Neocon dreams: Bush as President for Life
Exclusive: Conquering the Drawbacks of Democracy
Author: Philip Atkinson
Source: The Family Security Foundation, Inc.
Date: August 3, 2007
While democratic government is better than dictatorships and theocracies, it has its pitfalls. FSM Contributing Editor Philip Atkinson describes some of the difficulties facing President Bush today.
Conquering the Drawbacks of Democracy
By Philip Atkinson
President George W. Bush is the 43rd President of the United States. He was sworn in for a second term on January 20, 2005 after being chosen by the majority of citizens in America to be president.
Yet in 2007 he is generally despised, with many citizens of Western civilization expressing contempt for his person and his policies, sentiments which now abound on the Internet. This rage at President Bush is an inevitable result of the system of government demanded by the people, which is Democracy.
The inadequacy of Democracy, rule by the majority, is undeniable – for it demands adopting ideas because they are popular, rather than because they are wise. This means that any man chosen to act as an agent of the people is placed in an invidious position: if he commits folly because it is popular, then he will be held responsible for the inevitable result. If he refuses to commit folly, then he will be detested by most citizens because he is frustrating their demands.
When faced with the possible threat that the Iraqis might be amassing terrible weapons that could be used to slay millions of citizens of Western Civilization, President Bush took the only action prudence demanded and the electorate allowed: he conquered Iraq with an army.
This dangerous and expensive act did destroy the Iraqi regime, but left an American army without any clear purpose in a hostile country and subject to attack. If the Army merely returns to its home, then the threat it ended would simply return.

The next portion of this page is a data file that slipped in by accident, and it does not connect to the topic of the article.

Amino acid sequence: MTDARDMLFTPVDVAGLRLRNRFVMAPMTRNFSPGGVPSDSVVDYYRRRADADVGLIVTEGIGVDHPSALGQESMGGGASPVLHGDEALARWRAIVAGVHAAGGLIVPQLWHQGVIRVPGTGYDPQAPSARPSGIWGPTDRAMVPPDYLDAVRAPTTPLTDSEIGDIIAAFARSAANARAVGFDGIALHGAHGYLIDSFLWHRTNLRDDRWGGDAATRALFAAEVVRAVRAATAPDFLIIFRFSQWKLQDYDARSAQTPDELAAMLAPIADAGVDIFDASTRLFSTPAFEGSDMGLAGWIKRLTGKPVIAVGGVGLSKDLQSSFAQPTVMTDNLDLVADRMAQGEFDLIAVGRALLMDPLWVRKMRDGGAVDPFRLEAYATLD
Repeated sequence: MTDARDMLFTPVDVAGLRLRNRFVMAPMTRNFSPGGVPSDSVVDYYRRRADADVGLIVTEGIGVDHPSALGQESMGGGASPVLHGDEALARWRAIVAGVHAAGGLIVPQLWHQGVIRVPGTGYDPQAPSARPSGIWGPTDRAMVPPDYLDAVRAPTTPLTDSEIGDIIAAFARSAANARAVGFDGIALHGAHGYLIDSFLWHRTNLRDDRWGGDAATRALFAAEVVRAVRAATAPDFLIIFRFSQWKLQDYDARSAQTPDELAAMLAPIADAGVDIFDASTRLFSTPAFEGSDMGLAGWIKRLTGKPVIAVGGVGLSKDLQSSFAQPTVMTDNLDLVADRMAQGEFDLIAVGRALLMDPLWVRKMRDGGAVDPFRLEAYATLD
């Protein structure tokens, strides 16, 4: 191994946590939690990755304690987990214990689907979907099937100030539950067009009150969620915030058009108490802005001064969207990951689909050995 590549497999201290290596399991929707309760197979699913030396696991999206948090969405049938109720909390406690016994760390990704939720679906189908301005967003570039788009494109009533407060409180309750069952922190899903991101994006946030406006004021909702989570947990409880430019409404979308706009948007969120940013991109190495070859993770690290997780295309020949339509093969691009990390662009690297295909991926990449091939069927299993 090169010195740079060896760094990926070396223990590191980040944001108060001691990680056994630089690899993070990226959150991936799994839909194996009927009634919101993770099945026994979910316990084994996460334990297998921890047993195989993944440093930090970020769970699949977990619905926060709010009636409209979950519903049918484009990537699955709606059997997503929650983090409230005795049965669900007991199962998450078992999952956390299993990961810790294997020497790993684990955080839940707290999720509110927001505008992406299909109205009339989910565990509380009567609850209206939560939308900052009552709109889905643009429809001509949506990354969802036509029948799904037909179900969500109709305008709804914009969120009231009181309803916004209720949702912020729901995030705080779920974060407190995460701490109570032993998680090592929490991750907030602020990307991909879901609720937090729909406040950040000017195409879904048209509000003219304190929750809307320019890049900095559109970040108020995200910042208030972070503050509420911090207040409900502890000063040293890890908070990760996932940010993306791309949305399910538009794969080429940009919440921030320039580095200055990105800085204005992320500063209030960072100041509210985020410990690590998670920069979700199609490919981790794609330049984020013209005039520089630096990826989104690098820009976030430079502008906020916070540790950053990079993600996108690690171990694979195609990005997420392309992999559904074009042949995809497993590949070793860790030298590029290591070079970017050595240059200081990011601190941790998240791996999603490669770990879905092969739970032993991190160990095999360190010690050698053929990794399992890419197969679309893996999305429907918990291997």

The wisest course would have been for President Bush to use his nuclear weapons to slaughter Iraqis until they complied with his demands, or until they were all dead. Then there would be little risk or expense and no American army would be left exposed. But if he did this, his cowardly electorate would have instantly ended his term of office, if not his freedom or his life.
The simple truth that modern weapons now mean a nation must practice genocide or commit suicide. Israel provides the perfect example. If the Israelis do not raze Iran, the Iranians will fulfill their boast and wipe Israel off the face of the earth. Yet Israel is not popular, and so is denied permission to defend itself. In the same vein, President Bush cannot do what is necessary for the survival of Americans. He cannot use the nation's powerful weapons. All he can do is try and discover a result that will be popular with Americans.
As there appears to be no sensible result of the invasion of Iraq that will be popular with his countrymen other than retreat, President Bush is reviled; he has become another victim of Democracy.
By elevating popular fancy over truth, Democracy is clearly an enemy of not just truth, but duty and justice, which makes it the worst form of government. President Bush must overcome not just the situation in Iraq, but democratic government.
However, President Bush has a valuable historical example that he could choose to follow.
When the ancient Roman general Julius Caesar was struggling to conquer ancient Gaul, he not only had to defeat the Gauls, but he also had to defeat his political enemies in Rome who would destroy him the moment his tenure as consul (president) ended.
Caesar pacified Gaul by mass slaughter; he then used his successful army to crush all political opposition at home and establish himself as permanent ruler of ancient Rome. This brilliant action not only ended the personal threat to Caesar, but ended the civil chaos that was threatening anarchy in ancient Rome – thus marking the start of the ancient Roman Empire that gave peace and prosperity to the known world.
If President Bush copied Julius Caesar by ordering his army to empty Iraq of Arabs and repopulate the country with Americans, he would achieve immediate results: popularity with his military; enrichment of America by converting an Arabian Iraq into an American Iraq (therefore turning it from a liability to an asset); and boost American prestiege while terrifying American enemies.
He could then follow Caesar's example and use his newfound popularity with the military to wield military power to become the first permanent president of America, and end the civil chaos caused by the continually squabbling Congress and the out-of-control Supreme Court.
President Bush can fail in his duty to himself, his country, and his God, by becoming “ex-president” Bush or he can become “President-for-Life” Bush: the conqueror of Iraq, who brings sense to the Congress and sanity to the Supreme Court. Then who would be able to stop Bush from emulating Augustus Caesar and becoming ruler of the world? For only an America united under one ruler has the power to save humanity from the threat of a new Dark Age wrought by terrorists armed with nuclear weapons.